One troubling contention that I have recently heard is that Yeshua (Jesus) never used His Father’s actual name, Yehovah (Jehovah; the Tetragrammaton). In my opinion it is an assertion that is impossible to establish, and most likely is not true for some good reasons.
The main reason why I find it troubling is that in order to say he never used His Father’s name you pretty much have to say that he followed the traditions of “the scribes and Pharisees” i.e. the rabbinical leaders of His time, however when you read the gospels you find Yeshua in continual contention with the Pharisees over their traditions. They were replacing the commandments of Elohim (God) with their traditions for which Yeshua always reproved them. Given His criticism of the leaders of the Jews, which ultimately led them to crucifying him, I believe it is ludicrous to say he followed this tradition. I will deal more thoroughly with the subject of Yeshua’s division with the Jewish leadership over their traditions in a future post.
The strongest argument I find that Yeshua actually used His Father’s name is that Matthew 23.37-39. Here in this verse he is mourning over the nation of Israel’s rejection of Him:
Mat 23:37-39 KJV
(37) O Jerusalem, Jerusalem, thou that killest the prophets, and stonest them which are sent unto thee, how often would I have gathered thy children together, even as a hen gathereth her chickens under her wings, and ye would not!
(38) Behold, your house is left unto you desolate.
(39) For I say unto you, Ye shall not see me henceforth, till ye shall say, Blessed is he that cometh in the name of the Lord (Yehovah).
In verse 39 he is actually a quote from Psalm 118.26:
Psa 118:26 KJV
(26) Blessed be he that cometh in the name of the LORD (Yehovah): we have blessed you out of the house of the LORD (Yehovah).
Here are several things that I have observed concerning this quote that indicate he actually used the name of Yehovah.
1. Hebrew was most likely Yeshua’s native language:
The Brit Chadashah (New Testament) is written in Greek, but Yeshua’s language was almost certainly NOT Greek, but Hebrew and Aramaic. He would have certainly known and understood the language of the Tanakh. In Luke 4.17-18 when he was in his home synagogue we see him reading from the scroll of the prophet Isaiah in his home synagogue.
One corroboration from scripture to establish Hebrew as the main language of the Jews is an event that happened to the Apostle Paul. When he was being attacked by the crowds in the temple, and wanted to get the attention of those attacking him he spoke in Hebrew, which caused them to be silent and listen (Acts 22.1-2).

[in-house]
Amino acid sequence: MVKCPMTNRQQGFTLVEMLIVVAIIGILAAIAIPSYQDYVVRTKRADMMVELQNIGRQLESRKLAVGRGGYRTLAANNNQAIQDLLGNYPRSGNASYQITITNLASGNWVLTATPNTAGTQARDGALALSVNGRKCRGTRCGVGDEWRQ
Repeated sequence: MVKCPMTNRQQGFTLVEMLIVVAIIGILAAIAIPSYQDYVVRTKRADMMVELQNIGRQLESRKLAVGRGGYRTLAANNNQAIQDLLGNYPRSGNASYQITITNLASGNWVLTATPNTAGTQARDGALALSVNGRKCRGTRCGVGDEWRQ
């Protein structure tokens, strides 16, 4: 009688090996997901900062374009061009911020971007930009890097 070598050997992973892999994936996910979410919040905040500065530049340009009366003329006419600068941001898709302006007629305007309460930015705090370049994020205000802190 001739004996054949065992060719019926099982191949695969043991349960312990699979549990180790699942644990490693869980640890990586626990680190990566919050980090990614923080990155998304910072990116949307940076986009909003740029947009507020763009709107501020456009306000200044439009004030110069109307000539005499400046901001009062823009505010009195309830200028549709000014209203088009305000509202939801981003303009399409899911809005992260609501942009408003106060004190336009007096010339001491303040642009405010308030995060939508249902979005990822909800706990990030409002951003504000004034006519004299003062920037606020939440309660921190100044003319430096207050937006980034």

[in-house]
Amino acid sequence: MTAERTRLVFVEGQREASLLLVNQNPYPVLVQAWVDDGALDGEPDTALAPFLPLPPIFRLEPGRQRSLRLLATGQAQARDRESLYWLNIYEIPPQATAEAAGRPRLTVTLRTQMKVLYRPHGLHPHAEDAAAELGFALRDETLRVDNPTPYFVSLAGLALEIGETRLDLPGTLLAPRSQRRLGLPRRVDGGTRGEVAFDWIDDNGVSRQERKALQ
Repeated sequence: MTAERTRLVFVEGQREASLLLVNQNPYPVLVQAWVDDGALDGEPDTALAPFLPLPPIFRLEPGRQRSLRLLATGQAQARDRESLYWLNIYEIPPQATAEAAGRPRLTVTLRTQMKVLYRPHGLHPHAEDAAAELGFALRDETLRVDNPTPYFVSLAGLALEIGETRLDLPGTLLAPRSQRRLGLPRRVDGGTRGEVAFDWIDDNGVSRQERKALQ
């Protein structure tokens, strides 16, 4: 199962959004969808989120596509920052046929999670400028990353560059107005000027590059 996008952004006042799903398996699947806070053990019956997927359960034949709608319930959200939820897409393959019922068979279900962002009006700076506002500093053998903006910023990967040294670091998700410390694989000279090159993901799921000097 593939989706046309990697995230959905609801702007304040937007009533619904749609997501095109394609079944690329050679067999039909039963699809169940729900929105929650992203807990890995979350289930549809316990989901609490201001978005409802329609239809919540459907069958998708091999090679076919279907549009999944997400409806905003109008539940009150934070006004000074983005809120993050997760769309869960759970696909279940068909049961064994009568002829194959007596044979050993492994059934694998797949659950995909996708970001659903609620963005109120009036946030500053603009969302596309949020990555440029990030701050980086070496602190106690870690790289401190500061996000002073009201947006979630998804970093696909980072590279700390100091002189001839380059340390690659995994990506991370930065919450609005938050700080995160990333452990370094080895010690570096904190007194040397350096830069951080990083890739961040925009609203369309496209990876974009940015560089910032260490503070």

So when Yeshua taught and spoke of the scripture he was using the language of the scripture, Hebrew and Aramaic.
2. We know the actual name was used in the text of Psalm 118.26:
When we look into the text of the Psalm there is no doubt what word is used for the Father’s name; it is Yehovah (Yod-Hey-Vav-Hey). As a matter of fact the testimony of the whole of the Tanakh is to use The Name. It is used more than 6,000 times even in the Massoretic Hebrew text. If there is a problem with pronouncing the name of Yehovah then why is it recorded in His Word over and over.
3. If Yeshua did not use Elohim’s name he would be guilty of misquoting scripture:
If He did NOT use His Father’s name he would be guilty of misquoting the scripture by substituting a word not used in the in the text.
4. If Yeshua did not use Elohim’s name he could not fulfil all the commandments:
In order to be a perfect substitute for our sins He had to obey the Torah (Law) in every respect. Since we are commanded to call upon, swear by, and bless in the name of Yehovah he would have been disobeying these commandment NOT to use His Name, which would disqualify Him as the perfect sacrifice.
5. By using another word for the name of Elohim you may very well change the intended meaning of the verse:
If Yeshua quoted the verse as saying “Blessed is he that cometh in the name of ‘Adonai’ or ‘the LORD'”, you could infer that he was saying they would not see him again until they were ready to welcome him back again.
If Yeshua quoted the verse as saying, “Blessed is he that cometh in the name of Yehovah”, it conveys a much different meaning in the context of Yeshua’s relationship with the religious leaders. By actually using Elohim’s name he could be saying, “You won’t see me again until you abandon your man-made tradition of not saying Elohim’s name, and beginning to sanctify His name by actually blessing by the name of Yehovah”.
6. To assert that Yeshua did not know His Father’s name is ridiculous:
One of the main reason for substituting a title such as Adonai or The Lord for the name of Elohim is that we do not we do not know how to pronounce the name of Elohim, however it is totally ridiculous to say that Yeshua, Elohim’s only begotten son, did not know how to pronounce His own Father’s name.